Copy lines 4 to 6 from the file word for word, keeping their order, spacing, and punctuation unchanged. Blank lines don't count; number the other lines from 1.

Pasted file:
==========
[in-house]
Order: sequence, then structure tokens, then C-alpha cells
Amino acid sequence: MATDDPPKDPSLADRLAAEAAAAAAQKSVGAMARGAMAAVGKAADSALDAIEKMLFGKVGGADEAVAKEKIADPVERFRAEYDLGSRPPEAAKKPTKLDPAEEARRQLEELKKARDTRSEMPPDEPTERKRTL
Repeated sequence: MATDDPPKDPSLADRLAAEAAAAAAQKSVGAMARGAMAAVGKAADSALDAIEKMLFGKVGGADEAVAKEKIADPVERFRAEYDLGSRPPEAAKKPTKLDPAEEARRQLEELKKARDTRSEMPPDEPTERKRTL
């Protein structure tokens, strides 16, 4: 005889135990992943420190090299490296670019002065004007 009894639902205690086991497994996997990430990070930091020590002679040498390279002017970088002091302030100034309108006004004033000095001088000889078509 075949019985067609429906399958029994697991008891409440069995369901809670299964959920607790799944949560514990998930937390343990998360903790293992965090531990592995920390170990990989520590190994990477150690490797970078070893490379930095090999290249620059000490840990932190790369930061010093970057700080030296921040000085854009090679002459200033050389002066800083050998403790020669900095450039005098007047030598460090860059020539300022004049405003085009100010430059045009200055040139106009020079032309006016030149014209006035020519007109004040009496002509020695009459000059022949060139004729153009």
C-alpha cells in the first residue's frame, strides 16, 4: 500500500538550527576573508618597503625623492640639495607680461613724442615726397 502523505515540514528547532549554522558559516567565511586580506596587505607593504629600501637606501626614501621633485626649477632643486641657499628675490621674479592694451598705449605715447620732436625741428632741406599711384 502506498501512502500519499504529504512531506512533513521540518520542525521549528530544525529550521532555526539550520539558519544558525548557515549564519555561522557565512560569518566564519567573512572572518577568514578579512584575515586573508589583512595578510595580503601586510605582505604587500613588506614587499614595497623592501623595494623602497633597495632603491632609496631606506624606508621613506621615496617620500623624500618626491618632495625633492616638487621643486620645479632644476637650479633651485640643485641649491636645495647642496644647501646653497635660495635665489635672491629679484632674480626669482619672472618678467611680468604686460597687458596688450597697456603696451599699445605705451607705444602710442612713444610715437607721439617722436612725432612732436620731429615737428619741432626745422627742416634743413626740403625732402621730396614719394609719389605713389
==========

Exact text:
Repeated sequence: MATDDPPKDPSLADRLAAEAAAAAAQKSVGAMARGAMAAVGKAADSALDAIEKMLFGKVGGADEAVAKEKIADPVERFRAEYDLGSRPPEAAKKPTKLDPAEEARRQLEELKKARDTRSEMPPDEPTERKRTL
């Protein structure tokens, strides 16, 4: 005889135990992943420190090299490296670019002065004007 009894639902205690086991497994996997990430990070930091020590002679040498390279002017970088002091302030100034309108006004004033000095001088000889078509 075949019985067609429906399958029994697991008891409440069995369901809670299964959920607790799944949560514990998930937390343990998360903790293992965090531990592995920390170990990989520590190994990477150690490797970078070893490379930095090999290249620059000490840990932190790369930061010093970057700080030296921040000085854009090679002459200033050389002066800083050998403790020669900095450039005098007047030598460090860059020539300022004049405003085009100010430059045009200055040139106009020079032309006016030149014209006035020519007109004040009496002509020695009459000059022949060139004729153009």
C-alpha cells in the first residue's frame, strides 16, 4: 500500500538550527576573508618597503625623492640639495607680461613724442615726397 502523505515540514528547532549554522558559516567565511586580506596587505607593504629600501637606501626614501621633485626649477632643486641657499628675490621674479592694451598705449605715447620732436625741428632741406599711384 502506498501512502500519499504529504512531506512533513521540518520542525521549528530544525529550521532555526539550520539558519544558525548557515549564519555561522557565512560569518566564519567573512572572518577568514578579512584575515586573508589583512595578510595580503601586510605582505604587500613588506614587499614595497623592501623595494623602497633597495632603491632609496631606506624606508621613506621615496617620500623624500618626491618632495625633492616638487621643486620645479632644476637650479633651485640643485641649491636645495647642496644647501646653497635660495635665489635672491629679484632674480626669482619672472618678467611680468604686460597687458596688450597697456603696451599699445605705451607705444602710442612713444610715437607721439617722436612725432612732436620731429615737428619741432626745422627742416634743413626740403625732402621730396614719394609719389605713389